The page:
Title: The Five Turns of the Wheel

Author: Stephanie Ellis

From the back: Stalking the landscape of rural England are the sons of Hweol, Lord of Umbra. Creatures with a taste for blood and death, they lead the Dance—five nights of ritual, the Five Turns of the Wheel. Proclaiming these events as a celebration of Mother Nature, the grotesque mummers troupe of Tommy, Betty and Fiddler, visit five villages on successive nights to lead the rites as they have done for centuries. In this blend of folk horror and dark fantasy, two women decide it is time to put a stop to the horrors committed in the name of the Mother. Liza and Megan, mother and daughter, fight back to protect the unborn and to weaken the power of Hweol. But will it be enough to destroy it forever?

The gist: If you’ve come across Ellis’s writing before, perhaps Bottled or Asylum of Shadows, then you’ll know that you’re in some wonderfully capable, creepily good hands. Not saying her hands are creepy, that would be weird. I have not seen her hands, and even if I had it would be odd to be commenting on them. But you get my drift, which is that Ellis is adept at ensnaring you in her tales of horror.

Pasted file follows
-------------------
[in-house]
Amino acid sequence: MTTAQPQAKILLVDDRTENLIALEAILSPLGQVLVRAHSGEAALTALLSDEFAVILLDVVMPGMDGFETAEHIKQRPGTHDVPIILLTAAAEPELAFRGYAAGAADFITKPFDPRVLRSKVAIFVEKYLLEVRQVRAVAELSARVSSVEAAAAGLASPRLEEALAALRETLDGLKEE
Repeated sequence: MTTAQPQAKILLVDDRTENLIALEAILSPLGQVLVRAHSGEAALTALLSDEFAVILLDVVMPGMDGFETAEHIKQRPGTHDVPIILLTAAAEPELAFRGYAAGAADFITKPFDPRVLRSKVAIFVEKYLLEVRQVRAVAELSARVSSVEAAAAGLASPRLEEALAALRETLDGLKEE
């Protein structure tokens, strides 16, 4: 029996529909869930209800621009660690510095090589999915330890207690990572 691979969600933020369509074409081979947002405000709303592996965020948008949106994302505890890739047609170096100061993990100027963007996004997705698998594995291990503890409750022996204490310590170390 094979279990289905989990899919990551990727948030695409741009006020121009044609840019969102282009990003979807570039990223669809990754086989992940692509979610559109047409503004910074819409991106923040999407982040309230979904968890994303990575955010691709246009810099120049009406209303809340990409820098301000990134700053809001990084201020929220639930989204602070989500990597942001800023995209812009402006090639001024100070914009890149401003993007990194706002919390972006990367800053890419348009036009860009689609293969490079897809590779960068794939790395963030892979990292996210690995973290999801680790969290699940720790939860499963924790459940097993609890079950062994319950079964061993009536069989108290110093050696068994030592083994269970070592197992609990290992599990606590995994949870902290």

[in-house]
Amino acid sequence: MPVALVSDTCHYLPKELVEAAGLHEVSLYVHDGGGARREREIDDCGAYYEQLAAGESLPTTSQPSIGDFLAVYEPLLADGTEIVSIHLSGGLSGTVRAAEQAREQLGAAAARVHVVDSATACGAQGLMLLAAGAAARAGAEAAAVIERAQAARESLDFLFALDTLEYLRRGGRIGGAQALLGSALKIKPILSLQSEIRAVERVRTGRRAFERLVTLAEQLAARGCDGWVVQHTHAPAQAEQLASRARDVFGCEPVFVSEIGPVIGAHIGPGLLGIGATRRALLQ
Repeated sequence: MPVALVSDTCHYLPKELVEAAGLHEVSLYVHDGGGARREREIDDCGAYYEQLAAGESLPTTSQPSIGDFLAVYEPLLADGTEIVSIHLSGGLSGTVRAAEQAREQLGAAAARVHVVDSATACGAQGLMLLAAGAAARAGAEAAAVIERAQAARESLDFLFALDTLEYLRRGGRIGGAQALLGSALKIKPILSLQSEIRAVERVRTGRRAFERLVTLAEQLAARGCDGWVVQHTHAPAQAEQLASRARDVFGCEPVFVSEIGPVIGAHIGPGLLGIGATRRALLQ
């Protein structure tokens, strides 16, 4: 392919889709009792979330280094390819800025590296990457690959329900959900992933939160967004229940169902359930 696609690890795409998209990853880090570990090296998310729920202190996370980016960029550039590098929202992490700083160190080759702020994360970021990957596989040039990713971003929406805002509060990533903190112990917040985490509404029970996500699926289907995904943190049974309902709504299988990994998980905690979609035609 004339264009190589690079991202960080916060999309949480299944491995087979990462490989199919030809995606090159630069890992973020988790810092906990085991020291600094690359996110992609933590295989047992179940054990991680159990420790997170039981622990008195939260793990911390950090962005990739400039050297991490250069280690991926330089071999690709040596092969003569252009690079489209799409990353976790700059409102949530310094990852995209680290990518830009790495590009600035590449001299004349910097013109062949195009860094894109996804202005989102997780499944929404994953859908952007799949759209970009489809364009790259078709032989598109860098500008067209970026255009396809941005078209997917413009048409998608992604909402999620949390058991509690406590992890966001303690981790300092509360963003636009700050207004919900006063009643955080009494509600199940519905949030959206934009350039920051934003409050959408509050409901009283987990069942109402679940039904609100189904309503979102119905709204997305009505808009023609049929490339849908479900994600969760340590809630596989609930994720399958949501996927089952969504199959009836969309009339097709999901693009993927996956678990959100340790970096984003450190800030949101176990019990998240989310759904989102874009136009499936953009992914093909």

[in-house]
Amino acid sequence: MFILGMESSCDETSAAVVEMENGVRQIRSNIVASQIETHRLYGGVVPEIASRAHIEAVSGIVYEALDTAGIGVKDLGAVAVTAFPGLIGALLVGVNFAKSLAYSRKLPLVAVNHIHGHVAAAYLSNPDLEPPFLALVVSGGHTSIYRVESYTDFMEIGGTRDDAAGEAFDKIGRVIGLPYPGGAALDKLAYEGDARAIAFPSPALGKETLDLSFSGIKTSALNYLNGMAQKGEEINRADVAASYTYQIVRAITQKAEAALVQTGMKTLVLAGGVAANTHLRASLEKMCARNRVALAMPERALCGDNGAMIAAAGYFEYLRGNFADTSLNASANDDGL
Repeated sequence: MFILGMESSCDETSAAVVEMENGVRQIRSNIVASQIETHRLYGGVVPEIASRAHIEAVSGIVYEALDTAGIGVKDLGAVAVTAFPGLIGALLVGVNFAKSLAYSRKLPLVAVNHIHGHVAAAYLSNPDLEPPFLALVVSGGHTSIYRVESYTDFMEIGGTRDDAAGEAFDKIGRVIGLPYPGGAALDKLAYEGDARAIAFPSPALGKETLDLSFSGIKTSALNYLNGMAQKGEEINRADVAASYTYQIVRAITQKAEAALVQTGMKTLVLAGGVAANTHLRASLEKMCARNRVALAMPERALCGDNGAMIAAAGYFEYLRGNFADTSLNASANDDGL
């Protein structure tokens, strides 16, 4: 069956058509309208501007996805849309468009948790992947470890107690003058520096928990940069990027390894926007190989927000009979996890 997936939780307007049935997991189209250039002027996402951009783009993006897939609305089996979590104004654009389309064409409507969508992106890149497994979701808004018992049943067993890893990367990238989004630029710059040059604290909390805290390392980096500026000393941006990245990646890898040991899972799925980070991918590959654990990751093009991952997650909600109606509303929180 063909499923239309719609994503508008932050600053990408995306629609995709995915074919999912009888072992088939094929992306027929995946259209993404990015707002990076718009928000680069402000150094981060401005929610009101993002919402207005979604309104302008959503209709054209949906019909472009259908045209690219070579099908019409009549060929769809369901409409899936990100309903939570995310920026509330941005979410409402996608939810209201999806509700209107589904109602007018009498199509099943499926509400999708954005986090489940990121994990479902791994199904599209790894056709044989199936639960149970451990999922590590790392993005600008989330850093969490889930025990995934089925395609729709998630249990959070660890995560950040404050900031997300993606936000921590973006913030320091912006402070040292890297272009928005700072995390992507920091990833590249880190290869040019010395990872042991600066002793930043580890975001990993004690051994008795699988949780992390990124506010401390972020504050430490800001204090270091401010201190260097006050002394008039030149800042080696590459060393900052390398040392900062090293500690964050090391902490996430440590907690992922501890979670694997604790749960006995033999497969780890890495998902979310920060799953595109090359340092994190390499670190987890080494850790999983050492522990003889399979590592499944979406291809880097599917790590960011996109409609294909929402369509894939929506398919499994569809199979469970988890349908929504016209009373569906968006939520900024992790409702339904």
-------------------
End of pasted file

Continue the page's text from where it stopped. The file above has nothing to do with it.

And The Five Turns of the Wheel certainly does not disappoint.

Folk horror laced (maybe at times drenched) with fire and blood, Ellis sweeps you into the deceptively quiet countryside and then threatens to never let you go. The pacing is brilliantly done, as you’re drawn inexorably through each turn of the wheel, genuinely fearful of what will happen the next time it turns. Maybe it’s the structure of the five turns, maybe it’s the undercurrent of music flowing throughout the book, but it pulses with dread in a way that feels almost hypnotic—once started, it demands to be finished.

It’s a book to read on the long cold nights of winter, to read warmed by a blanket and an open fire. But perhaps not one to read if you’ve just rocked up at a local village pub and the patrons are giving you the side eye while someone suggests a dance.

Favourite line: Old memories had a bad habit of demanding to be revisited, and they came back to her, vociferous, irksome.

Read if: You want your folk horror laced with fire and blood.

Read with: The lights turned low, the fire crackling, the fiddler put strictly on mute.

Get it: The Five Turns of the Wheel by Stephanie Ellis

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